Tim Birkhead, Jens-Keld Jensen, Jamie Thompson, Sjurdur Hammer, Paul Thompson and Robert Montgomerie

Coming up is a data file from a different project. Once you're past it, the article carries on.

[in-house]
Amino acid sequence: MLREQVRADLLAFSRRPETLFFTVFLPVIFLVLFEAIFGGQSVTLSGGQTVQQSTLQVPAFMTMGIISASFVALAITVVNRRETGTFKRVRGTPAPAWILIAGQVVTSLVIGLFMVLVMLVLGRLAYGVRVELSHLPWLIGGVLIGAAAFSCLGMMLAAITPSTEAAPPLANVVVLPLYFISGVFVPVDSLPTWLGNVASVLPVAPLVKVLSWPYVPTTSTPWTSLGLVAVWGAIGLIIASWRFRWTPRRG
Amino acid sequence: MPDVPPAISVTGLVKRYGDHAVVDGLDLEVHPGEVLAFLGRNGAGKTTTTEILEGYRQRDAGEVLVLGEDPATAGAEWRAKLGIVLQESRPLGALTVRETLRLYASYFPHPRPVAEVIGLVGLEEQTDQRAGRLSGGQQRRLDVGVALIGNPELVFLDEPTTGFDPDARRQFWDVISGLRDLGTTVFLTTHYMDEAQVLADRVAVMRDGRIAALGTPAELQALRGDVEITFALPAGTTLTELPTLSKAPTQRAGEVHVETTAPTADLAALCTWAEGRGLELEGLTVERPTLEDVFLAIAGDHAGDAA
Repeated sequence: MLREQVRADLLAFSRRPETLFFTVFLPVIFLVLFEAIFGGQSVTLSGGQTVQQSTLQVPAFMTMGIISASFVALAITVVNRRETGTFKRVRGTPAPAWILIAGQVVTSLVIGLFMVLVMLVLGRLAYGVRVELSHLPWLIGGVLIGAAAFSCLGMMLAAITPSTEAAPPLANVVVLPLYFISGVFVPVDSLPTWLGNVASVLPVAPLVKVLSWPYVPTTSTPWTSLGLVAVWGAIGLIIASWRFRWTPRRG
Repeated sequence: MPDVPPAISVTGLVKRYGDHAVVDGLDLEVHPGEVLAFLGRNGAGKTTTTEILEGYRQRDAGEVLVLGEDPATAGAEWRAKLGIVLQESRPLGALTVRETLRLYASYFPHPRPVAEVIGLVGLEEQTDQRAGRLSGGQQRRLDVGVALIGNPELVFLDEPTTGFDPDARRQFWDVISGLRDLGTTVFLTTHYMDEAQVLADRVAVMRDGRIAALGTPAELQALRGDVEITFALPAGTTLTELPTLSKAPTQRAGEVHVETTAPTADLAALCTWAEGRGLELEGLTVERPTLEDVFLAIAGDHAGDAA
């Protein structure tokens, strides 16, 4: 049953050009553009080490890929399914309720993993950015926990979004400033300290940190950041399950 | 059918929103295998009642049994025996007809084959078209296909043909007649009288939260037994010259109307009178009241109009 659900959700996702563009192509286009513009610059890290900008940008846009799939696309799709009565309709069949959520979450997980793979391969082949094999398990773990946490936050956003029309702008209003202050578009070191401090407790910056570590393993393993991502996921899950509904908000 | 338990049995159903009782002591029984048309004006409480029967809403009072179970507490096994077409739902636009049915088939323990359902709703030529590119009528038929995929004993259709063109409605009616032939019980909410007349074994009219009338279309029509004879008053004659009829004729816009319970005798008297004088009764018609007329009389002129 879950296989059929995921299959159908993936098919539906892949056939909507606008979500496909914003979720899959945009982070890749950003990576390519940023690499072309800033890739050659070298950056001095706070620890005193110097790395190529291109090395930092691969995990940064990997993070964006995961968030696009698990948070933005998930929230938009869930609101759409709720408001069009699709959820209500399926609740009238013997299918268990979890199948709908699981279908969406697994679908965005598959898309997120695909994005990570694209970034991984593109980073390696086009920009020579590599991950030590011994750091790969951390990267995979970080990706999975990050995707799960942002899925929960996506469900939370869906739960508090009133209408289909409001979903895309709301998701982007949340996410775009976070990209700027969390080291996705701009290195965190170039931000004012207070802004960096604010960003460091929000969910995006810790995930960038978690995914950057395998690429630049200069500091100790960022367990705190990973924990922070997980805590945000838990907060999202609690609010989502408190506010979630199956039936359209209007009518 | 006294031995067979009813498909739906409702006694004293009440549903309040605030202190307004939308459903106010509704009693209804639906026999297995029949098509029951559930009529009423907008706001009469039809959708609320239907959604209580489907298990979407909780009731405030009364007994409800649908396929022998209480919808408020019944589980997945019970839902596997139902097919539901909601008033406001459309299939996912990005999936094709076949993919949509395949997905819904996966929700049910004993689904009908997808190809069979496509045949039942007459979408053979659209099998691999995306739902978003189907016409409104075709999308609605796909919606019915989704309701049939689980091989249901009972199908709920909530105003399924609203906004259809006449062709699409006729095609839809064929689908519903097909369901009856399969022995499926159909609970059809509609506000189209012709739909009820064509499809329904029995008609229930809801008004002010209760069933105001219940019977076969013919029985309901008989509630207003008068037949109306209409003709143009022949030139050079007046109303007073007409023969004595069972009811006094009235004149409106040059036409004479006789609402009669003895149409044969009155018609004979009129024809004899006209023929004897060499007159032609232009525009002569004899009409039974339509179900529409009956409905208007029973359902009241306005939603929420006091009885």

Abstract Members of the seabird family Procellariidae (albatrosses, petrels and shearwaters) typically produce a single-egg clutch. Two-egg clutches have been recorded occasionally in some of those species, but it is not known whether they were laid by a single female. In this study we examined eight two-egg clutches of the Fulmar Fulmarus glacialis in the Faroes, to assess whether those eggs may have been laid by the same female. Using data from eggs laid in different years by the same 100 females on Eynhallow, Orkney, we first confirmed that the egg measurements were repeatable from year to year. Second, using egg length, breadth, volume and three indices of shape, we compared the eggs from the eight two-egg clutches with (i) 100 pairs of eggs sampled at random from 111 single-egg clutches from the Faroes, and (ii) eggs laid in different years by 100 females on Eynhallow. Our analyses focused on differences between eggs in each pair. Differences in the eggs of two-egg clutches were more similar to those of pairs of eggs taken at random than to pairs of eggs from the same female in different years. We infer from this that the eggs in two-egg clutches were laid by different females.
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